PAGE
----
The herbarium of Augustana College (officially “AUGIE“) hosts more than 5,000 specimens of vascular plants, 300 bryophytes and collections of myxomycetes and fossil plants. Most of our vouchers were collected by students in the campus area or the field stations of the college between 1983 and 2012 and were prepared under the supervision of Prof. Bohan Dziadyk. However, we have specimens even from 1872, and we take particular pride on The Tulen Collection, dating back to the 1890s. The specimens are in the process of being digitized into the Consortium of Midwest Herbaria to become a durable resource serving the study of the local flora and the memory of the college.
Having an active herbarium on campus boosts the possibilities of plant science research. A significant part of current advances in botany is possible thanks to techniques such as DNA profiling, geo-referencing, big data analysis and citizen science initiatives that often rely on natural history collections.
Herbaria are teaching tools as well. One of the most concerning problems of current biology teaching is the lack of contact between students and the natural word, a disconnection that is already understood as a severe impediment to train biologists who are competent at the organismal level. Herbaria have proved to be an invaluable resource to fight this impediment, capable of integrating new technologies with the traditional natural history approach. They can also support simultaneously several courses in different majors, such as Biology or Environmental Studies.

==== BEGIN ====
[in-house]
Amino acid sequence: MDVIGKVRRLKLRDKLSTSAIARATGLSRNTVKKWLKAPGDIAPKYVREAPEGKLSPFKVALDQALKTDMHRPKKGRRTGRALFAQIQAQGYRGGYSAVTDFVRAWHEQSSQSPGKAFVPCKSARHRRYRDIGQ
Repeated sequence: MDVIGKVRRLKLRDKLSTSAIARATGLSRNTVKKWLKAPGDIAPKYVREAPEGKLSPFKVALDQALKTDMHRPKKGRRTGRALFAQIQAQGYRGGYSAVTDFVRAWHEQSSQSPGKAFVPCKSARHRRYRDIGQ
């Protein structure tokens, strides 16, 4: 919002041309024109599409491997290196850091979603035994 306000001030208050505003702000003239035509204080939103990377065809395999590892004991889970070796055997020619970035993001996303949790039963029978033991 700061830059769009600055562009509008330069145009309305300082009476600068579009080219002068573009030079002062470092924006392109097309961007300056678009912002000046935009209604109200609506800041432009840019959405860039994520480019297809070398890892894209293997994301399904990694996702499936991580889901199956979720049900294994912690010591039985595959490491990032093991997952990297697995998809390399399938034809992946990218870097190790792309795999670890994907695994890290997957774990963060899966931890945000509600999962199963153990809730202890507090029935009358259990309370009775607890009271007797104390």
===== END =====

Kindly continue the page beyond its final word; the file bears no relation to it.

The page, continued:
Thanks to a grant from the Faculty Research Committee of Augustana College our herbarium has begun its journey to being fully digital. Amanda Esparza (funded by the LSAMP-IINSPIRE program) coordinated the arrangement of our angiosperm collection according to the APG-IV classification and began the digitization in 2017. Currently we have volunteers every term that contribute regularly to this process, a work coordinated by Hannah Miller.
Some highlights of 2018:
- The digitization is now running full speed thanks to Hannah and our volunteers
- Nelly continues mounting the Tulen collection as we prepare a publication to tell its story
- Our first official specimen exchange took place during this year. We received 50 specimens from CAU (Campbell University, in North Carolina) and sent the same amount from our duplicates
- We received new cabinets so we can accommodate all our specimens and even have some space to grow
- The bryophyte collection will soon be integrated in the herbarium
Our herbarium is the result of generations and students and faculty working together towards a common scientific enterprise. If you are a student of Augustana and are interested in our herbarium, contact us. There are multiple ways you can join this project, and the skills you will gain are useful in many biology-related careers.